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Talking of Food is a magazine website set up by a group of people who love not only food but also the diversity of its culture. It is not bound by ideology or momentary fads but has an open mind towards opposing views. Its contributors are often experts in their field and discuss wide ranging subjects such as antibiotics in the food-chain, the opposing arguments on GM food or the future of food. On a lighter note see how they make noodles in China or follow Elisabeth Luard's classic series on European Peasant Cookery.
A Year in Chicken Soup - Da's Cambodian Chicken Soup
As Cambodians wake and shake their dreams from their slumbering limbs, they face a real working day that is likely to revolve around rice. According to a recent report by the New York Times, 80 per cent of the population work on the paddies. Which explains why Da, a Cambodian now transplanted to the urban fringes of London, says that Chicken Rice Soup — or borbo sach moan — runs in her veins. … (read on)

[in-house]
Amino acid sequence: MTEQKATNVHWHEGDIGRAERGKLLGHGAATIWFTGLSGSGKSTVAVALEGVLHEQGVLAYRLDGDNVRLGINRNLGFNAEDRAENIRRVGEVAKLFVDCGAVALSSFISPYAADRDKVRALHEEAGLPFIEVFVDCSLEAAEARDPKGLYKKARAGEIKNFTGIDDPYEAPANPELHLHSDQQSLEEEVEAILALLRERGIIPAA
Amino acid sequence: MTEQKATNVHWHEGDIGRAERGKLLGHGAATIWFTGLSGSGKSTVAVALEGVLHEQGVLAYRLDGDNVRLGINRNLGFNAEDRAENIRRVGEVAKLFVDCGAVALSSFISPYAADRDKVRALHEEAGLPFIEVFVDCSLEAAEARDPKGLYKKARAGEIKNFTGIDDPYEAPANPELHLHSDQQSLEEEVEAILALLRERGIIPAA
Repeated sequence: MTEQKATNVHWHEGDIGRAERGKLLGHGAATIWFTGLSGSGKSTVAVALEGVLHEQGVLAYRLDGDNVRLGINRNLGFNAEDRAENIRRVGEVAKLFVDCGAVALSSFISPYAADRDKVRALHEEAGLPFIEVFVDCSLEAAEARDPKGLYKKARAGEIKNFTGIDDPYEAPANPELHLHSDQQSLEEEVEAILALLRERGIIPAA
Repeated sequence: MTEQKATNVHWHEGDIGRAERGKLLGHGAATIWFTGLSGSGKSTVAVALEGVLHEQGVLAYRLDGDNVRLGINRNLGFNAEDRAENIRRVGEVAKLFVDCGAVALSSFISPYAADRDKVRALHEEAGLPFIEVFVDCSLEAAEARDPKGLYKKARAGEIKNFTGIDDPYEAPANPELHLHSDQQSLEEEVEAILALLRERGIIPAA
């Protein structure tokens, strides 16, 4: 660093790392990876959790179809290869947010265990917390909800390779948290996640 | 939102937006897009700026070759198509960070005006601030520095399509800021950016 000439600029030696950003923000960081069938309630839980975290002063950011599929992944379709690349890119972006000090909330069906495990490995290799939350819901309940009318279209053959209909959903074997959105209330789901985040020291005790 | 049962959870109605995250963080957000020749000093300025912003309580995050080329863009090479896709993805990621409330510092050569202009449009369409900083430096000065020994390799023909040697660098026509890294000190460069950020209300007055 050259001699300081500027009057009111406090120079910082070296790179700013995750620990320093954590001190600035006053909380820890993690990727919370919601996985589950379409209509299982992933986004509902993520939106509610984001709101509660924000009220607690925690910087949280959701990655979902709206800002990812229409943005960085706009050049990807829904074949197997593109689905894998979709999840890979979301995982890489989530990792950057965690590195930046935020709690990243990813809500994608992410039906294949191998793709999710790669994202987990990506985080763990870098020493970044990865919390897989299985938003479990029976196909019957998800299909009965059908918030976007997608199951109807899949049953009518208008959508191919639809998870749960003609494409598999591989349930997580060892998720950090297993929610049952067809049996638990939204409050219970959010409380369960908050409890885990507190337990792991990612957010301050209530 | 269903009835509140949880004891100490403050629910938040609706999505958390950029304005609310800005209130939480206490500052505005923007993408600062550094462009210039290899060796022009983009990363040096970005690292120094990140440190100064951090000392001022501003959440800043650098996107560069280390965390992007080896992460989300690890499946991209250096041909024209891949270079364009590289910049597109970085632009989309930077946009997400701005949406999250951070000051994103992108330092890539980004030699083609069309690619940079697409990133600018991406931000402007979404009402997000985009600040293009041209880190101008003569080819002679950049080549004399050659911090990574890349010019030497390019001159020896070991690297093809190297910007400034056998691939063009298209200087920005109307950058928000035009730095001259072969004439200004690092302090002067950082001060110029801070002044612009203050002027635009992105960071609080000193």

Cambodia dreams of rice. When night falls over gold-peak temples, it stalks the nightmares of this green Buddhist kingdom, bordered by Thailand to the north-west, Laos to the north-east, Vietnam to the east and south, and the turquoise Gulf to the south-west.
"If we have dikes, we will have water; if we have water, we will have rice; if we have rice, we can have absolutely everything,” shout the night-terrors, echoing the cries of the Khmer Rouge who seized the country in 1975. In Pol Pot’s ‘four year plan’ for the country, the first eighty-five pages are devoted almost entirely to one topic: goals for rice production. So it was that cities and towns were emptied, and almost the entire population – doctors, lawyers, bricklayers and waiters – were sent to work in the rice fields.
Children under the age of fifteen grew vegetables or raised poultry. Everyone, however, worked at least a ten hour day and by the regime’s fall just four years later, more than 20% of the population had died in pursuit of the rice dream, some from exhaustion, others from starvation, disease or execution.
Today, as the light begins to come up over the banks of the great Mekong River, the kingdom’s lifeblood, rice also dominates the country’s dreams for the future.